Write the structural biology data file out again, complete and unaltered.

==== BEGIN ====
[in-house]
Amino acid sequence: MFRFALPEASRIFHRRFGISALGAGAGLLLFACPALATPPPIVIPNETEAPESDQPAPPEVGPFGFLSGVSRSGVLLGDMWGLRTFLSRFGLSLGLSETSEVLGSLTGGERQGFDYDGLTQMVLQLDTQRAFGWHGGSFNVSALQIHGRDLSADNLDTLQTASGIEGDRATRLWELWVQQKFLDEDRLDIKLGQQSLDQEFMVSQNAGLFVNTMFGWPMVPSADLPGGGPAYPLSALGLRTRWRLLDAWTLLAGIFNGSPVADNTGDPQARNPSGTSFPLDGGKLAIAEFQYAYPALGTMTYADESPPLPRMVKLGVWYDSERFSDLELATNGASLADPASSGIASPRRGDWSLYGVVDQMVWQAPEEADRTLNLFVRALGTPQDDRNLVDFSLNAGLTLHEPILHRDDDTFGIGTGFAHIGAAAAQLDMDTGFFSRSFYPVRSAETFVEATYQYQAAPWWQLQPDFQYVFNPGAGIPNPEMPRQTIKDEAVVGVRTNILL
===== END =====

[in-house]
Amino acid sequence: MFRFALPEASRIFHRRFGISALGAGAGLLLFACPALATPPPIVIPNETEAPESDQPAPPEVGPFGFLSGVSRSGVLLGDMWGLRTFLSRFGLSLGLSETSEVLGSLTGGERQGFDYDGLTQMVLQLDTQRAFGWHGGSFNVSALQIHGRDLSADNLDTLQTASGIEGDRATRLWELWVQQKFLDEDRLDIKLGQQSLDQEFMVSQNAGLFVNTMFGWPMVPSADLPGGGPAYPLSALGLRTRWRLLDAWTLLAGIFNGSPVADNTGDPQARNPSGTSFPLDGGKLAIAEFQYAYPALGTMTYADESPPLPRMVKLGVWYDSERFSDLELATNGASLADPASSGIASPRRGDWSLYGVVDQMVWQAPEEADRTLNLFVRALGTPQDDRNLVDFSLNAGLTLHEPILHRDDDTFGIGTGFAHIGAAAAQLDMDTGFFSRSFYPVRSAETFVEATYQYQAAPWWQLQPDFQYVFNPGAGIPNPEMPRQTIKDEAVVGVRTNILL